Glomerular endothelial glycocalyx degradation in vitro and in mouse models of renal ischemia/reperfusion and enzymatic treatments

    Student thesis: Master typesMaster en sciences biomédicales à finalité spécialisée en recherche préclinique


    Background: The endothelial glycocalyx (EG) is a complex hair-like structure located on the apical membrane of endothelial cells, which is made up of proteoglycans (e.g. syndecan-1), glycosaminoglycans (e.g. hyaluronan), glycoproteins, and soluble plasma components. This structure plays critical roles in vascular physiology, including regulation of vascular permeability, mechanotransduction, and modulation of blood cells-endothelium interactions. Damage to the EG occurs in various pathologies including ischemia/reperfusion of several organs such as the kidney, atherosclerosis, and diabetes. EG damage leads to endothelial dysfunction and can be measured by the shedding of various components into the vascular stream. Therefore, rapid EG reconstruction in these conditions could be a highly valuable therapy.
    Aim: The aim of this master thesis was to study EG degradation in vitro and in vivo, in order to try, in the future, to promote its reconstruction.
    Methods: EG degradation was studied in vitro using mouse glomerular endothelial cells, and in vivo after either heparinase or hyaluronidase injection in mice, or in a mouse model of left unilateral renal ischemia/reperfusion with right nephrectomy. Various methods were used to study EG degradation: transendothelial albumin passage measurement, confocal microscopy visualization of labelled EG components, enzyme-linked immunosorbent assays of shed components, and transmission electron microscopy.
    Results: In vitro, several treatments (hyaluronidase from bovine testes, hyaluronidase from Streptomyces hyalurolyticus, lipopolysaccharides (LPS) and TNF-α) were able to degrade EG as confirmed by confocal microscopy. However, albumin passage across the endothelial barrier was not significantly increased, although LPS treatment (1 µg/mL) showed a trend towards increasing albumin permeability. These results were partially confirmed by investigation of EG shedding. Assay of EG degradation in mice treated with heparinase or hyaluronidase, or following renal ischemia/reperfusion, did not show signs of EG disruption as observed using confocal microscopy. However, syndecan-1 and hyaluronan shedding could be demonstrated in ischemic mice compared to control mice, while in comparison to sham-operated mice, only a trend could be shown.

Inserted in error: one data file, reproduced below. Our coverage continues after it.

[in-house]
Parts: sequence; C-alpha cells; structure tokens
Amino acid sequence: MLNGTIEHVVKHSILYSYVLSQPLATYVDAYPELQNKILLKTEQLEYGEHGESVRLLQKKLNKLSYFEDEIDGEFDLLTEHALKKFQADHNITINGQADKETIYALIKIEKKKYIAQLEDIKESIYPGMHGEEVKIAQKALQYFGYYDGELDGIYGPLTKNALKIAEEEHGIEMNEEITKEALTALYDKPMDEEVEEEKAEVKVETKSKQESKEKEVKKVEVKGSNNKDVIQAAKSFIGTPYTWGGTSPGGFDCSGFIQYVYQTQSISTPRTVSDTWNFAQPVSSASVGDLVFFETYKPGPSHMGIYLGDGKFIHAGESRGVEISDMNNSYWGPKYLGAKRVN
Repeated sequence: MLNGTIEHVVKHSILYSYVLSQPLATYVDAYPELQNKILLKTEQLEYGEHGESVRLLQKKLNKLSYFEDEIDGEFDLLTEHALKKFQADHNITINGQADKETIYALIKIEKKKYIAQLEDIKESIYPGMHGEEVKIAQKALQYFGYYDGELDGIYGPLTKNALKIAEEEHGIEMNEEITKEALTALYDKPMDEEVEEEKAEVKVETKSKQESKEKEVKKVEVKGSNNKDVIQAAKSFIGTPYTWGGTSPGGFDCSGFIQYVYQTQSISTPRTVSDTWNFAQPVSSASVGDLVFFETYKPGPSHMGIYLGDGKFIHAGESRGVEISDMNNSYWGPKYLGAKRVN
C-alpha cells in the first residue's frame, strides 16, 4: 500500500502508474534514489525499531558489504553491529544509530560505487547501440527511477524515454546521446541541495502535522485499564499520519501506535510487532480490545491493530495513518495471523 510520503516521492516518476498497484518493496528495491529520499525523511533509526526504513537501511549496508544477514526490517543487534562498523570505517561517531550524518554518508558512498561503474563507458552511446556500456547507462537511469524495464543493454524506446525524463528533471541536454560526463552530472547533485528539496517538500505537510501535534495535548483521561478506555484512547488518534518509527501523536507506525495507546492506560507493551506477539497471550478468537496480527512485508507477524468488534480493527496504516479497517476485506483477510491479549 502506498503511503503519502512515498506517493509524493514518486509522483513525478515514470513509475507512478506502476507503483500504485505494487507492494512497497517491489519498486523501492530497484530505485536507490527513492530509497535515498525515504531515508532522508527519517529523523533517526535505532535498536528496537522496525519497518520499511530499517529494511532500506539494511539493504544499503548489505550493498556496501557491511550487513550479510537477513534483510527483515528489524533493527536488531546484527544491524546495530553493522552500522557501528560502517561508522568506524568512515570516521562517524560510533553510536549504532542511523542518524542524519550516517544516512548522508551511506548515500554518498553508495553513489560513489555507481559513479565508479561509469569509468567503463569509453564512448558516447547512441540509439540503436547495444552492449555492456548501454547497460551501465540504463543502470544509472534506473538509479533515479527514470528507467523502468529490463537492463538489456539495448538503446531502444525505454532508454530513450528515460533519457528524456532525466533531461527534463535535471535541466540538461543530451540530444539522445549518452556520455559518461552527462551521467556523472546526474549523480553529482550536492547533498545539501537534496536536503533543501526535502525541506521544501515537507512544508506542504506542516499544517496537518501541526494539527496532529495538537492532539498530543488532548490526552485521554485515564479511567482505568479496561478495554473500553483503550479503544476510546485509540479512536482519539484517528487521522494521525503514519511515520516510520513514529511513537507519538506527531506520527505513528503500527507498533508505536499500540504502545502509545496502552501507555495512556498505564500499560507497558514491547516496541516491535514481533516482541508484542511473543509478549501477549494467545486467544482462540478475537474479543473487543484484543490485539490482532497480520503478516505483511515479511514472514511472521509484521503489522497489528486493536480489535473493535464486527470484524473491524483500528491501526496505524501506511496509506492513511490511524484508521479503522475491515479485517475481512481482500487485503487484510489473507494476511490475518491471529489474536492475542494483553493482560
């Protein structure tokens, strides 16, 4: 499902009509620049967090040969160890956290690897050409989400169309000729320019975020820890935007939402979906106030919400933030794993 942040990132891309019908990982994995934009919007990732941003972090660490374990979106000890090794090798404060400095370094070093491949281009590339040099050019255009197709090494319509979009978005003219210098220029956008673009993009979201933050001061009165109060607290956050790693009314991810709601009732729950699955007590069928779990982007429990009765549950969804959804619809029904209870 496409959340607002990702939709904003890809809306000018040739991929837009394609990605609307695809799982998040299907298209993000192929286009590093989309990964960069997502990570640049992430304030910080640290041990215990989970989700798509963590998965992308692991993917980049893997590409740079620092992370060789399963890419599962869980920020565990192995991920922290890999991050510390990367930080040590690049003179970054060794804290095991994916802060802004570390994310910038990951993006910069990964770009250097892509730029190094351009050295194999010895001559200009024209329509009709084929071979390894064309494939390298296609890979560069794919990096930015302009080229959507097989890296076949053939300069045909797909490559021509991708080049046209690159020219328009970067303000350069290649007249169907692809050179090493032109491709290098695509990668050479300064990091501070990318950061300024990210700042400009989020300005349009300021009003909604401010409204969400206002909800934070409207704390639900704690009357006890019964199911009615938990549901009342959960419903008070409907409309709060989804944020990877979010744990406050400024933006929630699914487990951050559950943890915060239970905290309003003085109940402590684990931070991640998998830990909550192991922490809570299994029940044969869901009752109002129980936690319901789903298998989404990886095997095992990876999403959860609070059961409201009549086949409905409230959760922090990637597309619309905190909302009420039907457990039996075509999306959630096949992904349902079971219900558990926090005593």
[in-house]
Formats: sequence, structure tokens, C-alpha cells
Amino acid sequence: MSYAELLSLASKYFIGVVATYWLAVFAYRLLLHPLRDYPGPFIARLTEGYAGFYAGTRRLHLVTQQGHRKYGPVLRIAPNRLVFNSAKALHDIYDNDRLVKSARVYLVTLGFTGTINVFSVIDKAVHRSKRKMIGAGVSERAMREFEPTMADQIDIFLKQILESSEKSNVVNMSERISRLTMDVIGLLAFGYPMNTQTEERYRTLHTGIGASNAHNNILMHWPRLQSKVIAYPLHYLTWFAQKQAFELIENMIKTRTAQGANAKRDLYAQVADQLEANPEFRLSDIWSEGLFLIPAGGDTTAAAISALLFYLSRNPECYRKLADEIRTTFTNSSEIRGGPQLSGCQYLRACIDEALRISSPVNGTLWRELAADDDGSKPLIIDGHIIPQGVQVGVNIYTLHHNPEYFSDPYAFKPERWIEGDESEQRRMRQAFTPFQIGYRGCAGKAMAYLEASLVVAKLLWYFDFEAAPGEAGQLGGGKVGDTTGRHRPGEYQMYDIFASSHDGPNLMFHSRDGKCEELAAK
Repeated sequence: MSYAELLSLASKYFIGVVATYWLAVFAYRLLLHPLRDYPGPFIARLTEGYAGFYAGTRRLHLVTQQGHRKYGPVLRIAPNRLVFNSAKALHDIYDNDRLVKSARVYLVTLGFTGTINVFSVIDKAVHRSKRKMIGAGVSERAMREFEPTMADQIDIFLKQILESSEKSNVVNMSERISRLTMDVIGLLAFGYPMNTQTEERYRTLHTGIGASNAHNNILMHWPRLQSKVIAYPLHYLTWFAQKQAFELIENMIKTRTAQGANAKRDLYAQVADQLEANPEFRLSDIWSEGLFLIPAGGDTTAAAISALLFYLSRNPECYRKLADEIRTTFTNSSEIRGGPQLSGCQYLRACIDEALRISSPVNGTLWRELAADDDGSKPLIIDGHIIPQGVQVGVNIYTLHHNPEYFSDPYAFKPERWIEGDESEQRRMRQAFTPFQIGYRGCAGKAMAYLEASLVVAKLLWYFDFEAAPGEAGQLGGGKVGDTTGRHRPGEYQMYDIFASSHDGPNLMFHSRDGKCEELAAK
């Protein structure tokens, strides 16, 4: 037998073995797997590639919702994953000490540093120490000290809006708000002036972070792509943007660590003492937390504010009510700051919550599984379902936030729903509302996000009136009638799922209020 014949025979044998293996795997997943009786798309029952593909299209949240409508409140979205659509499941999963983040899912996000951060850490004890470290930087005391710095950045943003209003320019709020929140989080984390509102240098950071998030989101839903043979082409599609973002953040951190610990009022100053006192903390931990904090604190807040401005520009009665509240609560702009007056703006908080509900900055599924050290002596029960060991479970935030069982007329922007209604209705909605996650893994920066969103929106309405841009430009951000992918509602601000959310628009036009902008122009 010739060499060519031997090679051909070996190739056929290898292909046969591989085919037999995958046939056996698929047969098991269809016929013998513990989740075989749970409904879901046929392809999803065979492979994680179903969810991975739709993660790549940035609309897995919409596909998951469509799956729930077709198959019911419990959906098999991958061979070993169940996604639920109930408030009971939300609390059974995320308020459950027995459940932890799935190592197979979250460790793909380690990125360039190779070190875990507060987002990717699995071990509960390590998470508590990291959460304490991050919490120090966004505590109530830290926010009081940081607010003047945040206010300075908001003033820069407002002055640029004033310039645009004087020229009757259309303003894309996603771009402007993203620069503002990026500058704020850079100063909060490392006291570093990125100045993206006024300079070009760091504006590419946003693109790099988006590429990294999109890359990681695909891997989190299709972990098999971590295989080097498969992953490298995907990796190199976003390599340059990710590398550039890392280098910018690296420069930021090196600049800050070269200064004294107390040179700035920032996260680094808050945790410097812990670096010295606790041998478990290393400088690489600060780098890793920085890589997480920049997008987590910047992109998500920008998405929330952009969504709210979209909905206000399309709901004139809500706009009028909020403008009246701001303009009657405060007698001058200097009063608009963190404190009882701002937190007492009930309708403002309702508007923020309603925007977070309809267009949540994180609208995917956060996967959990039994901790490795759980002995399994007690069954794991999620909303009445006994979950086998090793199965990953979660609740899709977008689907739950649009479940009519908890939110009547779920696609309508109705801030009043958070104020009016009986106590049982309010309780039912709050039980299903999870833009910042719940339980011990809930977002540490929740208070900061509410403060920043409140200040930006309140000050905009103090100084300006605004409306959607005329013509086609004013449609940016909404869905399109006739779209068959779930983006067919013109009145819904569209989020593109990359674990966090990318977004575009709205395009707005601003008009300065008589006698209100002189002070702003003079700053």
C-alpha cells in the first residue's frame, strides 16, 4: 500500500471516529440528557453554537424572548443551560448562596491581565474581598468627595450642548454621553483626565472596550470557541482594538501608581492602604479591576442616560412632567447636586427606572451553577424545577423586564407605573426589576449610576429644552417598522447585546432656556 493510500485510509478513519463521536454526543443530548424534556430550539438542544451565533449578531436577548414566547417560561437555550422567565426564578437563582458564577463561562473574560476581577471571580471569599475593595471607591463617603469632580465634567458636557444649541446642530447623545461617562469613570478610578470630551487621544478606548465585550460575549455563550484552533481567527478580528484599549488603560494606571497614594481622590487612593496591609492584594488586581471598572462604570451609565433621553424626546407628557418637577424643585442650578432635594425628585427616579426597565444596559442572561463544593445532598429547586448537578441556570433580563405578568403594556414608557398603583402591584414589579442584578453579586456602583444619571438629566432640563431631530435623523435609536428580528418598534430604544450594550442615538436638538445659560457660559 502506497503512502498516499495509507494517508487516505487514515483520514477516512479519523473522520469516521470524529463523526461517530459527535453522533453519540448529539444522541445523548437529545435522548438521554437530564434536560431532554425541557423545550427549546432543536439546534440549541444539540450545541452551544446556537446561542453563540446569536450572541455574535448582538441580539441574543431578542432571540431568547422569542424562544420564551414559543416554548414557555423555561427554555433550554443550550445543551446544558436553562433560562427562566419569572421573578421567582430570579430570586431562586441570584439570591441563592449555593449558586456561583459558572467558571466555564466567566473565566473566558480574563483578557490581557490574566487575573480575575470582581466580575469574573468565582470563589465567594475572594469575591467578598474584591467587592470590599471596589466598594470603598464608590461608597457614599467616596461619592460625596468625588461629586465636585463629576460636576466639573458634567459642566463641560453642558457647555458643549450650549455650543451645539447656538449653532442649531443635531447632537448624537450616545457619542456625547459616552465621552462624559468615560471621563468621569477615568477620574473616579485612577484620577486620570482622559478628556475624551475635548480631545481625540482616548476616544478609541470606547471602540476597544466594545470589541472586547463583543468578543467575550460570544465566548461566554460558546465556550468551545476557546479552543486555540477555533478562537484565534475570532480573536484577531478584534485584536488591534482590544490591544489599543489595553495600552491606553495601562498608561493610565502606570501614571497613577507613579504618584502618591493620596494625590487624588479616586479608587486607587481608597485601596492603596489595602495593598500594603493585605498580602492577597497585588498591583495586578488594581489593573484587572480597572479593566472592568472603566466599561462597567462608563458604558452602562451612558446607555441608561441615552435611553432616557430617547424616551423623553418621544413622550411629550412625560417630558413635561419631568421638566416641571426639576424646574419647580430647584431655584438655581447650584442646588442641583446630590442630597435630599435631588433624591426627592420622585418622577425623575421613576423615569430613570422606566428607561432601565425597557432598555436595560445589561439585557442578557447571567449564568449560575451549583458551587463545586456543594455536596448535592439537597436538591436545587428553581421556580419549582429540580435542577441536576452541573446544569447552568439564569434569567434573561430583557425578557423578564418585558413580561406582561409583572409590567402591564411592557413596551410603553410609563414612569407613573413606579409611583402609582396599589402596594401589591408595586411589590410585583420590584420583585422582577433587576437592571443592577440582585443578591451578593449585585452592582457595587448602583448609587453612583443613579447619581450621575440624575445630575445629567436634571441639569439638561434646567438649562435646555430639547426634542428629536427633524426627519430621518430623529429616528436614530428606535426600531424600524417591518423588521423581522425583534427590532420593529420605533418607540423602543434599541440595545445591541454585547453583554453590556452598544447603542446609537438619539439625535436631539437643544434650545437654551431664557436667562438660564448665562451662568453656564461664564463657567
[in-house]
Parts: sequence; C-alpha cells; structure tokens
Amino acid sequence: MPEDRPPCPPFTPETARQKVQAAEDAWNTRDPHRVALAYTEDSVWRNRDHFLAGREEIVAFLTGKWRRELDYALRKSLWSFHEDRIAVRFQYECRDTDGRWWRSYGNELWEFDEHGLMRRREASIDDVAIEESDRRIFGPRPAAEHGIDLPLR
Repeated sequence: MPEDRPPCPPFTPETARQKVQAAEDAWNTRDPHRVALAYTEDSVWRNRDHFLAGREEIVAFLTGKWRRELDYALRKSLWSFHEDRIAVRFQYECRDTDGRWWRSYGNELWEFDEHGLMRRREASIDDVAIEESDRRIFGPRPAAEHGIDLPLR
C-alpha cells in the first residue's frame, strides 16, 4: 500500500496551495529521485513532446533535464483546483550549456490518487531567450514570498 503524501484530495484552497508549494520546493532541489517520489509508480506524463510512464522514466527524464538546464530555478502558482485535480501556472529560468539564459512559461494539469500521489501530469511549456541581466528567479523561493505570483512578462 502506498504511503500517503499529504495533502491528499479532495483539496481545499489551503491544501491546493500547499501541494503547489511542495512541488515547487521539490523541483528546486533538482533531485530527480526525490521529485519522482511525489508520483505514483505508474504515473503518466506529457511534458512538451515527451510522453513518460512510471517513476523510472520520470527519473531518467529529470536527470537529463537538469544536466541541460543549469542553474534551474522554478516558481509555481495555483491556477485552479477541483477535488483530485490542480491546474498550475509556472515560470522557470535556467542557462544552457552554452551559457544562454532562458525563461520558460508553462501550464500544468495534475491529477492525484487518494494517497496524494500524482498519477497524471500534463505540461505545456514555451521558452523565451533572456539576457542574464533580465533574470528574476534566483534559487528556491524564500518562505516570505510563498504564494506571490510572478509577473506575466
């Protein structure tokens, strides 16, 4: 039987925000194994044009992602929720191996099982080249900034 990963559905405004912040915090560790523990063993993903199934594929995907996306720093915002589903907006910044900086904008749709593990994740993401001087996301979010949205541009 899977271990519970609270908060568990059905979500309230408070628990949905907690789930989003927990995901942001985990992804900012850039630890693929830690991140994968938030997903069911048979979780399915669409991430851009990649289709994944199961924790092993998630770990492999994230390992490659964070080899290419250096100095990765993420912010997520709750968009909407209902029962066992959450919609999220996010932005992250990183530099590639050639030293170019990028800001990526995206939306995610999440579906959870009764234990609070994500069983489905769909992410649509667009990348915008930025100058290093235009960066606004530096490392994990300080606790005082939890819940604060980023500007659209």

Conclusion: In vitro, LPS treatment led to EG degradation and hyaluronan shedding, while in vivo, treatment of mice with heparinase or hyaluronidase did not seem to induce the expected EG degradation. However, EG disruption was demonstrated 24 h after renal ischemia/reperfusion in comparison to control mice. In the future, EG reconstruction using liposomal nanocarriers of preassembled glycocalyx or syndecan-1 could be considered after renal ischemia/reperfusion.
    la date de réponse18 janv. 2021
    langue originaleAnglais
    L'institution diplômante
    • Universite de Namur
    SuperviseurBruno Flamion (Promoteur) & Sophie Dogne (Copromoteur)

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